Once I saw Lisa’s version I was completely in love and saw this pattern in a new light. All the possibilities flashed through my head (cropping it even more, adding a gathered skirt etc) and I got myself a copy. I followed the modifications outlined by Lisa (adding an extra inch at the centre front and back seams, lengthened the sleeve length of the size one to the size five, added rectangular sleeve cuffs and finished the neckline with double fold bias instead of a facing) and was so thrilled with the end result.

Maya top #2

My second version was made out of another linen, this time from Tessuti fabrics and the only difference between the two versions was to make this one slightly shorter. I’ve gradually been wearing more high-waisted bottoms and a cropped top pairs better with these.

Maya top #3

For my third version I veered away from linen (which has quickly become my favourite fabric to sew with) and upped the ante by using silk organza. This was made as part of a wedding outfit to be worn over an Ogden cami lengthened into a dress. I cropped this one even more but construction wise everything else was pretty much the same. For more details click here.

The full outfit – possibly one of my favourite makes ever!

This finally leads me to version number four, made out of Nani Iro. I’ve never worked with double gauze or Nani Iro before but have certainly thought this line of fabrics was stunning. Luckily it was pretty straightforward to work with, and would have been a really simple sew if I hadn’t messed up the seam allowance. The top is French seamed and for some reason I sewed the shoulder and side seams incorrectly making the armholes narrower by a total of 1”. Originally I’d thought “oh that won’t make a difference” and kept on going.

Maya top #4

Boy was I wrong! I tried on one of my other Maya tops and pinned the armholes smaller by 1” and it was apparent that they were too tight! I sulked for a night then the next day resolved to get the seam ripper out. I knew I wouldn’t wear the top much otherwise and while I’m very glad I did fix it unpicking French seams in double gauze is no joke (eye roll). The fact that I’d found thread that was a perfect colour match did not help either. As I couldn’t face unpicking the whole length of the side seams and shoulder seams I just unpicked from the armholes for about three inches. I then had to resew those seams with the narrowest possible seam allowances.

Worn with my V9075 culottes

Luckily I managed to ekk out enough extra room in the armholes and from there on in it was smooth sailing. I tried on my original Maya top pinned at several different lengths with different jeans/pants/skirt combos to settle on its length. In the end I cropped it by two inches as that way it wasn’t too short to wear with mid-rise jeans but also worked for a half tucked look too. The pattern has a bit of a flare at the hem which has to be eased in however this time I straightened out the side seams. I subsequently also had to straighten out the gentle curve of the bottom edge and this made hemming the top a breeze.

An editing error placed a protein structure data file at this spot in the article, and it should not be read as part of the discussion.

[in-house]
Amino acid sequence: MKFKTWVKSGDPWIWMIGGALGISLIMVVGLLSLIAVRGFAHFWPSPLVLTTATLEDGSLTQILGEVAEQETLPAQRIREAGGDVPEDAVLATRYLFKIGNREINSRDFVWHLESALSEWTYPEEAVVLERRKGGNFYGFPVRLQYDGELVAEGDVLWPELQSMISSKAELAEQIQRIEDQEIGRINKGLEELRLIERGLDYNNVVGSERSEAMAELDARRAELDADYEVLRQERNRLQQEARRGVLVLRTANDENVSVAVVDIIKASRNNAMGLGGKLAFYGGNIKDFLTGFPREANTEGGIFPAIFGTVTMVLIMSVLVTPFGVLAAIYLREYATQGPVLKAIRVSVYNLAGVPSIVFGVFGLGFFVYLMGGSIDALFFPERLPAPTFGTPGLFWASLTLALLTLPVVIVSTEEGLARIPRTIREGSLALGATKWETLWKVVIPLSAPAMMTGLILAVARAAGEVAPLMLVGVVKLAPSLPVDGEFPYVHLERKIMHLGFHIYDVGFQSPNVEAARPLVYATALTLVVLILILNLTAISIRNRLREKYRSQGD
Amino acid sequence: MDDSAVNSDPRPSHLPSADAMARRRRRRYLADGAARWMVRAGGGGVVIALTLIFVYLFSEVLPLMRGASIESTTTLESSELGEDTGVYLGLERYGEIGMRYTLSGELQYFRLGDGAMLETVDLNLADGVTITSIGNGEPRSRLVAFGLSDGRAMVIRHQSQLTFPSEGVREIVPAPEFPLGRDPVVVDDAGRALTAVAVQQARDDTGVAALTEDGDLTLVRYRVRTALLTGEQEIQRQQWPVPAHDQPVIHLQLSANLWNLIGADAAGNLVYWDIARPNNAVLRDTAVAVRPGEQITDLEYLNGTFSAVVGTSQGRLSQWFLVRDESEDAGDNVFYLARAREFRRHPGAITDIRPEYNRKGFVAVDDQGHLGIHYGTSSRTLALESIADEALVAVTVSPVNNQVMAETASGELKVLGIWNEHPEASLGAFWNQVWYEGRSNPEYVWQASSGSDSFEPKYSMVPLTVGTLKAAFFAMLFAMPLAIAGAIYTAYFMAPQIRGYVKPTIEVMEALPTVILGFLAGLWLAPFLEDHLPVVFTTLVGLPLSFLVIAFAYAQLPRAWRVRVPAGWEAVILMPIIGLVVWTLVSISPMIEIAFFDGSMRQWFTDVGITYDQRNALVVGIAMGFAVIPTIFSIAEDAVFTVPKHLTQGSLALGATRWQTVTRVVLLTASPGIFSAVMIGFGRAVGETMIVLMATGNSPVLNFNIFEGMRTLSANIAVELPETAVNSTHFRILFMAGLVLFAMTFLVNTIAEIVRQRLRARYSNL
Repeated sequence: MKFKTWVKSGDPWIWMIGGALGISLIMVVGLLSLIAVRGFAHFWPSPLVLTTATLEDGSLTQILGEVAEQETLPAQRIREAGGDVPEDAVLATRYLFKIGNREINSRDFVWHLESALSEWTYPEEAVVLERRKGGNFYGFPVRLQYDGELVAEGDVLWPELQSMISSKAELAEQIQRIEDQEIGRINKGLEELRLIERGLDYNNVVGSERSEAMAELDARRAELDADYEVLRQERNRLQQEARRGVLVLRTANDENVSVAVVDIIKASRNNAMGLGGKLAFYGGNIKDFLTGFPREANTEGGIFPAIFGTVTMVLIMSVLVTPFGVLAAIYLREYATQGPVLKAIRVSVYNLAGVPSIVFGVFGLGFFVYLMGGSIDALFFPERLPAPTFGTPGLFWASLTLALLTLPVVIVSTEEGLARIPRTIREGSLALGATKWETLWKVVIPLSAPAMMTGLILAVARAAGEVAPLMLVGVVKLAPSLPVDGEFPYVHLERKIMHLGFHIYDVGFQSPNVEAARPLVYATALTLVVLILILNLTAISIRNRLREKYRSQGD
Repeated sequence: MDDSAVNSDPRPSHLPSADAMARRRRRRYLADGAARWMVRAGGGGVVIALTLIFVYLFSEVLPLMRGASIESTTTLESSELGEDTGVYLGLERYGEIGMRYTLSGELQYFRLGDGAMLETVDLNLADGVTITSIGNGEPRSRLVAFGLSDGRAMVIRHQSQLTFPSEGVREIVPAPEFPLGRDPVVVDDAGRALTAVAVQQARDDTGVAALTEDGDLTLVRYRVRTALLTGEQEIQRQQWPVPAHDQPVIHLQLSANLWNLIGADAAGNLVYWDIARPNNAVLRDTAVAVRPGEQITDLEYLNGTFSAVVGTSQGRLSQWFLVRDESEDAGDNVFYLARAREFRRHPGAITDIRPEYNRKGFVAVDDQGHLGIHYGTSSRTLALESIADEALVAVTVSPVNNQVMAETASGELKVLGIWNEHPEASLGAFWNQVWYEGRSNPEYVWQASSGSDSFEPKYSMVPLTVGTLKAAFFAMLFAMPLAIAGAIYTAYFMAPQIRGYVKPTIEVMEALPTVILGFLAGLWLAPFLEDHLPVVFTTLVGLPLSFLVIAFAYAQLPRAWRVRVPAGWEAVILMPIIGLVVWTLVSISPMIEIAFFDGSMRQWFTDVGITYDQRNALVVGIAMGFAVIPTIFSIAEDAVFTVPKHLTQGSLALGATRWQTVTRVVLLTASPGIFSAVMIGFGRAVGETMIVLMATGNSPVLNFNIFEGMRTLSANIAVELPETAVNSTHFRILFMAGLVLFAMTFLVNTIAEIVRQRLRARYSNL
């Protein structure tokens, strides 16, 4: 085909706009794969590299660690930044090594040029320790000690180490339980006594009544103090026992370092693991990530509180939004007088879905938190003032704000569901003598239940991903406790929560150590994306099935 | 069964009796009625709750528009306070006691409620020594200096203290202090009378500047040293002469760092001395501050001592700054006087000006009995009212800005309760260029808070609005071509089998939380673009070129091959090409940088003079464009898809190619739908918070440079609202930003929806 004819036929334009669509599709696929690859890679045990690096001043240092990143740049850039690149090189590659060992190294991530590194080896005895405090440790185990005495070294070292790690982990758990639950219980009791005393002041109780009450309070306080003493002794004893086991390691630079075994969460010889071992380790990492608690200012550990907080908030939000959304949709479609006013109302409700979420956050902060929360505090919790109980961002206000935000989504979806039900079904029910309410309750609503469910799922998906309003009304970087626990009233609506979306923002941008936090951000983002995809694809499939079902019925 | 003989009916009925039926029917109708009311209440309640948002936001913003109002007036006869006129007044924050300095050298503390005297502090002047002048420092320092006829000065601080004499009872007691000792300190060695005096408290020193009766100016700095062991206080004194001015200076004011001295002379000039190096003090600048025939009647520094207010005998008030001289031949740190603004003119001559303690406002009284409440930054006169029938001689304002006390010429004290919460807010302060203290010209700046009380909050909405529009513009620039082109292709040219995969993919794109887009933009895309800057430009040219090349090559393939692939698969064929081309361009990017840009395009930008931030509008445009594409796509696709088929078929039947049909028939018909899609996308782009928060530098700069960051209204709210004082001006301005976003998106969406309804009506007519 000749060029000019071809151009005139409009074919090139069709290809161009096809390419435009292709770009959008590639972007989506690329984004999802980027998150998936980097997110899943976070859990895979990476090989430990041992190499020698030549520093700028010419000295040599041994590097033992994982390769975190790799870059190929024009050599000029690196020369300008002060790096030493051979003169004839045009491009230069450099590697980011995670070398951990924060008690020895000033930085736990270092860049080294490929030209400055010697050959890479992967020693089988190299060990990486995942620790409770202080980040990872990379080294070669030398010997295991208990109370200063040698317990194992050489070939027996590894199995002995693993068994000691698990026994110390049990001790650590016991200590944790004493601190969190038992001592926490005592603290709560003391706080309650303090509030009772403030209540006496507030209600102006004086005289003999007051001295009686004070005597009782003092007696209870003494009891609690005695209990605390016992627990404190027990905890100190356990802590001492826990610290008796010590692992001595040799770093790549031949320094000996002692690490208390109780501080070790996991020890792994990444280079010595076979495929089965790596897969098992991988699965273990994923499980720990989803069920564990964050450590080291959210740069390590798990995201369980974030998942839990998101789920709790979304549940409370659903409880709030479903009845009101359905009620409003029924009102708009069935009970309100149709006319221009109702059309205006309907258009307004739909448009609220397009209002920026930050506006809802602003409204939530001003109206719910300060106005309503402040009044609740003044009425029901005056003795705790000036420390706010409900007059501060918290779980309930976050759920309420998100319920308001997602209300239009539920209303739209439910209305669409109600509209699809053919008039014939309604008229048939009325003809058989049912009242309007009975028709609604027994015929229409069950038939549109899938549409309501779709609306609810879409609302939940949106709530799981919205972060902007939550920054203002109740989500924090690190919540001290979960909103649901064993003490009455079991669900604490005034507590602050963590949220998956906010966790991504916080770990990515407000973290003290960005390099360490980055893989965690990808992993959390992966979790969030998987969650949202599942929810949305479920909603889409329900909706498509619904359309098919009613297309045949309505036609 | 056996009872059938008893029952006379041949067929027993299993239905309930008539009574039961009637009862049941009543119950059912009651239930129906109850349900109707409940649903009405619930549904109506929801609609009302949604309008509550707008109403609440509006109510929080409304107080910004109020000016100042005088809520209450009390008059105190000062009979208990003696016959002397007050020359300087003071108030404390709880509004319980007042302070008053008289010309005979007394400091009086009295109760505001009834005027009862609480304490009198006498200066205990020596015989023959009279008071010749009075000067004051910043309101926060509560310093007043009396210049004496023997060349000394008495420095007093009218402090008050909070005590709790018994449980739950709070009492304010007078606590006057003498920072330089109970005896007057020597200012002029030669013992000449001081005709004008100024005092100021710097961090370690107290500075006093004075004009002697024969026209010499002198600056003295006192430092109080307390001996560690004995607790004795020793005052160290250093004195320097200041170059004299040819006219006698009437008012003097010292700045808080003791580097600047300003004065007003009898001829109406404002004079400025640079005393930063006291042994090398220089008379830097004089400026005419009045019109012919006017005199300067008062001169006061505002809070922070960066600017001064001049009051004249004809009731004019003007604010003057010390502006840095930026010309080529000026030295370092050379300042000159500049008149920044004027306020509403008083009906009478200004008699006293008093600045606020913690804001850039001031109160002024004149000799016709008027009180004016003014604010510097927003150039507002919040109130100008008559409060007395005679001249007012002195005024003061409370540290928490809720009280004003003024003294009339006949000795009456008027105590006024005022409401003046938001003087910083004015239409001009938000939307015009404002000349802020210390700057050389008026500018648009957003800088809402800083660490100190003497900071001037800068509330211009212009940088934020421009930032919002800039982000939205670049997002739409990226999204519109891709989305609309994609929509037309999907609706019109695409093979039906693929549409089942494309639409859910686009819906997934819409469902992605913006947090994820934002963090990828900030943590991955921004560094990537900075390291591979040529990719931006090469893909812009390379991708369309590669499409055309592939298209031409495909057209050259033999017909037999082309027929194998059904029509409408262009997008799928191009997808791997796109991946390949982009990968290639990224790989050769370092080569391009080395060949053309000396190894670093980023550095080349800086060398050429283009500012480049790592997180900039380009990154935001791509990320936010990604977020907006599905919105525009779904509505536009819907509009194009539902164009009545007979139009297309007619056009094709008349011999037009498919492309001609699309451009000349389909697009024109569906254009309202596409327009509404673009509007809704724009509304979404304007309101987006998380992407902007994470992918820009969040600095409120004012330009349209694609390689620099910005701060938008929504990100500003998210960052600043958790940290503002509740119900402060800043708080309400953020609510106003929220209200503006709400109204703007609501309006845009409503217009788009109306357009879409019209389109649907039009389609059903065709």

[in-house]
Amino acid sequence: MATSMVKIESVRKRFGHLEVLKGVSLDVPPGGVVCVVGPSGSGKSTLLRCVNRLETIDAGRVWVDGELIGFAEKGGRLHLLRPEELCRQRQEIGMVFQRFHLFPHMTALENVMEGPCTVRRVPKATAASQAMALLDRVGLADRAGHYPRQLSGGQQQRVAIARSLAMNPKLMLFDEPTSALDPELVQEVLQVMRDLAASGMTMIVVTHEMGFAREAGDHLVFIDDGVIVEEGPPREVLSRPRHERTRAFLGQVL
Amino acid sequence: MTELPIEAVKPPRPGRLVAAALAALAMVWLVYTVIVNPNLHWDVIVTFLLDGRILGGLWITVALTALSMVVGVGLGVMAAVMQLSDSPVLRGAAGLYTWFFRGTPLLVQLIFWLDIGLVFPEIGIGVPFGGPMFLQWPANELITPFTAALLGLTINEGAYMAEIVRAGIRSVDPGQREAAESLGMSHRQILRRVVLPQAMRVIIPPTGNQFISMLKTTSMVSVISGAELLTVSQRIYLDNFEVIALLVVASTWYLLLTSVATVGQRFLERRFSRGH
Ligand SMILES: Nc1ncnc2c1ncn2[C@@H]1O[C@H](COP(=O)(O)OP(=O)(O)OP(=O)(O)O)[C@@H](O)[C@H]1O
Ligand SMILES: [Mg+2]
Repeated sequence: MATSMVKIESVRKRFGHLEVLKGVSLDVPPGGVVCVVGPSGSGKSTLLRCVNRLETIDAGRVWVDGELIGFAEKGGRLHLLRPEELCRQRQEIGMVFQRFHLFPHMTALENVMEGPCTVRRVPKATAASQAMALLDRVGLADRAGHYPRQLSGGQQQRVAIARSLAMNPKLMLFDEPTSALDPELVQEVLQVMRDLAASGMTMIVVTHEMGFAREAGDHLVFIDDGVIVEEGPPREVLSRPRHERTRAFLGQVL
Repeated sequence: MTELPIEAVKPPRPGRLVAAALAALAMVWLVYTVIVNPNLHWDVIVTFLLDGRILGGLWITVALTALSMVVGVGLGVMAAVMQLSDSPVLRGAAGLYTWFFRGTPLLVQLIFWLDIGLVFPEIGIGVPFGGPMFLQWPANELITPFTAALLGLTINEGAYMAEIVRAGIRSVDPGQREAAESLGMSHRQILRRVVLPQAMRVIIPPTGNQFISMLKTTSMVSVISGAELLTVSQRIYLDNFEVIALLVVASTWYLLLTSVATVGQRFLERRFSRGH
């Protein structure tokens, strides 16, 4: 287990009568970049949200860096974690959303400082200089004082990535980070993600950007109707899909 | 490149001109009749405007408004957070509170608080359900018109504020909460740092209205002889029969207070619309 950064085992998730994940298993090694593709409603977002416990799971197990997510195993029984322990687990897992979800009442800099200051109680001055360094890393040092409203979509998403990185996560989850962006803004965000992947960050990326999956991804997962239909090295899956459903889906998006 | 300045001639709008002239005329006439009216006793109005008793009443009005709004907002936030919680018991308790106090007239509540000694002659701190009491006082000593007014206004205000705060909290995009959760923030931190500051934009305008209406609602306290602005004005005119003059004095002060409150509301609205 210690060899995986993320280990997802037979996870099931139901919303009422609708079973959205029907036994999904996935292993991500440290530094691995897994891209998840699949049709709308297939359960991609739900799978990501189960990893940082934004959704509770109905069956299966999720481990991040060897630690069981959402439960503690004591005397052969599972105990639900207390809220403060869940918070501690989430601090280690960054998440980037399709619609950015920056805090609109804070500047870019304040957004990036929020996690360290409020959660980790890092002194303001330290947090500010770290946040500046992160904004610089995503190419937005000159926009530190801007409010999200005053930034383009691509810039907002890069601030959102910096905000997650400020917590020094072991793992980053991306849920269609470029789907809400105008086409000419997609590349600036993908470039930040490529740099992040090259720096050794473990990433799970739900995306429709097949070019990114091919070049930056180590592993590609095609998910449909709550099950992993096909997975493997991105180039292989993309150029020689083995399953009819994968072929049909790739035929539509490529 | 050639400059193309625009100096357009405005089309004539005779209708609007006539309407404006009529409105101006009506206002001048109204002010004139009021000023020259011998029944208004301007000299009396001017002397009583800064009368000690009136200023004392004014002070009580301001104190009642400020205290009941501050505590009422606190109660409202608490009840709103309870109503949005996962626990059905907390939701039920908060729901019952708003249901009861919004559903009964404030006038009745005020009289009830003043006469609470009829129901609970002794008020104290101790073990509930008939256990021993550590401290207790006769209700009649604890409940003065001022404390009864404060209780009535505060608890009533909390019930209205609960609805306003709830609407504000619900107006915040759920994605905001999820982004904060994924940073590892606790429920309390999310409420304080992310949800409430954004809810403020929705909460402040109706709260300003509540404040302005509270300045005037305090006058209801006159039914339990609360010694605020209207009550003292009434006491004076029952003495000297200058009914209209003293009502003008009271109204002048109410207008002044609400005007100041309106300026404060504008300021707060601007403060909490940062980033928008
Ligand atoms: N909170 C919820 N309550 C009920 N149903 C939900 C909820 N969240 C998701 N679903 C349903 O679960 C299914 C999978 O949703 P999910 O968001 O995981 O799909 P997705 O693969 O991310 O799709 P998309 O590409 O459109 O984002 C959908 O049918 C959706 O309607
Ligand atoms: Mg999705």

Plus some bonus “sleeves” for warmth

I had enough fabric left over to make a cropped shell top using new look 6483. It may not look like much from the pattern envelope but I found it to be a versatile little top and after making a few alterations I was pretty pleased with how it turned out. I made view E except I raised the neckline 3/4″ all the way around tapering to 1/2″ at the centre back seam. I raised the bust darts by 1 1/4″, straightened out the side seams (it was originally more fitted at the waist) and removed 1″ from the width of the centre back seam on either side tapering to nothing about halfway down as it was gaping on me. I used double fold bias binding instead of a facing to finish off the armholes and neckline and cropped the length by about 5″.


Now writing all of those changes out makes it seem like it was a lot of work but it really didn’t take that long to do. As I’ve gained more sewing experience it’s become a lot easier to tell just by looking at the flat pattern piece what changes may need doing. And fine tuning a pattern has also become less tedious as I can really see the value it getting things just right so that I’m satisfied with the finished garment.

Worn with a pair of hacked V9075 pants

I’m very happy to have finally used this gorgeous fabric and am excited for the weather to warm up so I can wear these tops! I may have yet another Maya top planned as this is such a winner of a pattern. Easy to sew, super comfortable yet more elevated than a basic tee. I feel put together and polished when wearing it and this is a true TNT pattern for me. I’d love to hear about your TNTs. Happy sewing xx

Edited 25/9/19 I’ve tweaked my Maya top slightly as I found the neckline was a bit too wide for me. Here is the complete list of changes I use for my current pattern: added an extra inch at the centre front and back seams, shaved off about 1/2″ from the shoulder seams at the neckline tapering to nothing at the armholes, lengthened the sleeve length of the size one to the size five, straightened out the side seams removing the slight waist shaping, straightened out the slightly curved hem, added rectangular sleeve cuffs and finished the neckline with double fold bias instead of a facing

V9075 hacked even more

ACS_0380If you saw my last post I made the bottom half of V9075 into a pair of culottes which have been surprisingly wearable. After making my first pair of culottes I was keen to see if I could do some pattern hacking to make a more casual version. I was definitely inspired by all the amazing versions of the Ninni culottes which were all over my me made May 2019 feed on instagram but was worried that they might be a bit too wide for me. I was happy with the fit of the V9075 culottes so I decided to give pattern hacking a go.